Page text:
EarBurner In the Time of COVID-19. This was the scene outside the Lakewood Growler on Friday afternoon.

Podcasts

New EarBurner: Councilwoman Paula Blackmon, Co-Chair of COVID-19 Task Force

We met in a parking lot and practiced appropriate social distancing to bring you this interview with an elected official.

Councilwoman Paula Blackmon represents the White Rock Lake area of East Dallas. And she’s the co-chair of the city’s COVID-19 task force. In full city parlance, that’s the Ad Hoc Committee on COVID-19 Human and Social Recovery and Assistance. Tim had the idea of recording an EarBurner in the parking lot of the Lakewood Growler. Blackmon agreed. We came really close to the 10-person gathering threshold because Tim invited his friends. (We maintained appropriate social distancing.)

But anyway. Interesting things are discussed. The ad hoc committee met last night for the first time. They tried to parse the language of the county’s shelter-in-place order, which County Judge Clay Jenkins announced about an hour before. I say that because the podcast was recorded prior to the order and prior to that initial meeting.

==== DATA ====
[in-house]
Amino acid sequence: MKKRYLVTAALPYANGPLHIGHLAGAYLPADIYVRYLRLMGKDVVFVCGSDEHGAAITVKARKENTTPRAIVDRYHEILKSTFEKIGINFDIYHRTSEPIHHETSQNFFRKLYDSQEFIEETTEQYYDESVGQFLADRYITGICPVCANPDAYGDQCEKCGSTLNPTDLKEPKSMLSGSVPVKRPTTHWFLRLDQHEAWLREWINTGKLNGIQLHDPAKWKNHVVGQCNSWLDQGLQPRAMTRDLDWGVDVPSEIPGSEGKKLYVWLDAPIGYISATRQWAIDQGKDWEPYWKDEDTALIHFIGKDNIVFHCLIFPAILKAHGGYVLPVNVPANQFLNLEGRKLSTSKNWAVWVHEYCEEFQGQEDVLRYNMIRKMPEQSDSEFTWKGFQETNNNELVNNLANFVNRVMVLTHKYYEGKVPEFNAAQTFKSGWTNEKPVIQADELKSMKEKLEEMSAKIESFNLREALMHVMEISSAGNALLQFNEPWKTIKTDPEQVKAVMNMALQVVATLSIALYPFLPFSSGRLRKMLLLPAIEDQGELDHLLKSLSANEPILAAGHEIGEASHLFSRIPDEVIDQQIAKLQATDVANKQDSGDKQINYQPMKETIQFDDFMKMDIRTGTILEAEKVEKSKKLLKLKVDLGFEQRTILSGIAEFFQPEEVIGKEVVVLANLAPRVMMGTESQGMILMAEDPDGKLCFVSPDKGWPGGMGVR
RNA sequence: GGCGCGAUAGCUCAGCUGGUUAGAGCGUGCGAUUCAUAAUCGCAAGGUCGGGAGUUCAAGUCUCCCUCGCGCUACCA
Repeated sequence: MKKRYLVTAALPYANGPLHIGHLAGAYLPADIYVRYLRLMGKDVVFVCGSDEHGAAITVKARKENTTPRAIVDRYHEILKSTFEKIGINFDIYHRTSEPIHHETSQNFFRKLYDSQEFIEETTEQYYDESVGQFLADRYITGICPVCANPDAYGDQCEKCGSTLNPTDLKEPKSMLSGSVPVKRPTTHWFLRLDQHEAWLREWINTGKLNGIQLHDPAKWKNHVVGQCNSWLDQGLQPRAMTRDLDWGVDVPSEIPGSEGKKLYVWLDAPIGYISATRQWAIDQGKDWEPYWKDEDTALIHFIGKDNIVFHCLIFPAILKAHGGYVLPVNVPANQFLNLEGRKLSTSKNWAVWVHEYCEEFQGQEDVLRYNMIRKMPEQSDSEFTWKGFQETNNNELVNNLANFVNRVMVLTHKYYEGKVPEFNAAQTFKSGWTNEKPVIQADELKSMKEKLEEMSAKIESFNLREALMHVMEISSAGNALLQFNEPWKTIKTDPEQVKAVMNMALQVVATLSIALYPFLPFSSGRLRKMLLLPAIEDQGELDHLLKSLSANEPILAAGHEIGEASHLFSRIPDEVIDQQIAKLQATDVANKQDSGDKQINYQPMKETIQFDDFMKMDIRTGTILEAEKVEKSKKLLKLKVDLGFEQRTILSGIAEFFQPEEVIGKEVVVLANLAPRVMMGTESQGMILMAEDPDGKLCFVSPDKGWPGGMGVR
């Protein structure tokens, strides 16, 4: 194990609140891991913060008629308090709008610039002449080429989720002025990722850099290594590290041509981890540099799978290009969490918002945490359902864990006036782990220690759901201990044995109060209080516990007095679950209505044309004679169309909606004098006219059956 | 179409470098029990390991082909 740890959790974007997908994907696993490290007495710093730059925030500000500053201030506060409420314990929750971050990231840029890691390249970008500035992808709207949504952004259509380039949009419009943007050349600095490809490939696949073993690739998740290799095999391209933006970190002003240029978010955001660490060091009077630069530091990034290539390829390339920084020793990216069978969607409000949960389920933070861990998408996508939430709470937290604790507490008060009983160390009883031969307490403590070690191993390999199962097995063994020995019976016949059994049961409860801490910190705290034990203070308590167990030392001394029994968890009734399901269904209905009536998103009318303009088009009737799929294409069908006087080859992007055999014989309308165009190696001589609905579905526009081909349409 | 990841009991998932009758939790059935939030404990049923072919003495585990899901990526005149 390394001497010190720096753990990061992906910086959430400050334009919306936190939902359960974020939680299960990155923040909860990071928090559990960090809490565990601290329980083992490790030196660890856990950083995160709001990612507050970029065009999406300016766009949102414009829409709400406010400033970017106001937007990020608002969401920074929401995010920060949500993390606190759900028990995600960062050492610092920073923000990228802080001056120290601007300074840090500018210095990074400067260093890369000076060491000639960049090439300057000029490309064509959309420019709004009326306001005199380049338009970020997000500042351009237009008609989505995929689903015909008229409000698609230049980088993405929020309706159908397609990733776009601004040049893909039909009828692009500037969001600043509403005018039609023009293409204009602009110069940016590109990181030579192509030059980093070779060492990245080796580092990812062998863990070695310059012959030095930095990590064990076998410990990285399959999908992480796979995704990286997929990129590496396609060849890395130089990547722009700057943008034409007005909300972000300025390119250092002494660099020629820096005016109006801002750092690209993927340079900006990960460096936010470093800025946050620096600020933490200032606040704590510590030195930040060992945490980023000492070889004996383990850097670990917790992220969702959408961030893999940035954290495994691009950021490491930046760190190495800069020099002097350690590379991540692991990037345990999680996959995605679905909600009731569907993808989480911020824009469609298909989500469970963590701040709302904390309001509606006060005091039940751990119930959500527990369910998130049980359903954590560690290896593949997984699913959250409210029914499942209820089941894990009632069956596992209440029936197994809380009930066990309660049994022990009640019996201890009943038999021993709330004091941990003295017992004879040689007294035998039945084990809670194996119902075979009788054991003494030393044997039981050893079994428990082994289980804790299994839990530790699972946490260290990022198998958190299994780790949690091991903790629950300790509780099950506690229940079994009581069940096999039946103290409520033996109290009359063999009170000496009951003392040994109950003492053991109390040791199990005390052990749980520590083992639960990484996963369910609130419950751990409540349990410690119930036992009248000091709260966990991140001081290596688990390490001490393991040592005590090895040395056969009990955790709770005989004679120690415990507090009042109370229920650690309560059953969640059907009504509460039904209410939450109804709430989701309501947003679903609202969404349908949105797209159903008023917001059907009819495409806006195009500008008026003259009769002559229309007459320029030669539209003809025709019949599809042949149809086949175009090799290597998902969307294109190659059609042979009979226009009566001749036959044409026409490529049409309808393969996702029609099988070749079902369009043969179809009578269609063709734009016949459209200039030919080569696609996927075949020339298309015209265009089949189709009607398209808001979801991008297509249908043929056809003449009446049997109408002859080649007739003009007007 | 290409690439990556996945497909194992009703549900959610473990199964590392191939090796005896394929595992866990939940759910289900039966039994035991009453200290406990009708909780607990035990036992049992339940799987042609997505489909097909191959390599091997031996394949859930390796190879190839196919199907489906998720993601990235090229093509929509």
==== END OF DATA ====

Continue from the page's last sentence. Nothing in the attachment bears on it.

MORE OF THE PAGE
Blackmon spoke with us most about the economic recovery that will be so critical to so many Dallasites. Local officials will need to ask the state government for relief on things like the small business tax, sales tax, and property taxes. Could we suspend the sales tax? Can we freeze property taxes? That’s what Councilman Lee Kleinman will be charged with finding out. Councilman Adam Bazaldua will be working with hotels and restaurants and bars to figure out the relief that works for them and their people. Also on the committee? North Oak Cliff’s Chad West, who’s working with the chambers of commerce; southern Dallas’ Tennell Atkins, who’s also the chair of the economic development committee.

The task force is chaired by Councilman Casey Thomas, of southern Dallas. Blackmon is anticipating unemployment to shoot up to around 20 percent, which is in line with federal estimates. This thing came on fast at City Hall. She said March 1 was the date on which it was “in everyone’s mind, then it got real fast and we were thinking about the parades.” Those got shut down, of course.

But that was the easy part. Now comes something much more difficult. How are you going to provide a safety net for Dallasites who are sheltering in place to protect one another? And figure that out while managing a regular Council agenda: the scooter pilot is expiring, for instance. The Council will need to address that. And what does Blackmon think about neighboring counties not following the same rules that Dallas is? (Looking at you, Tarrant. And you, city of Frisco.)

“Our region has to work together on this,” she said, diplomatically.

Sound interesting? It is! Listen below.

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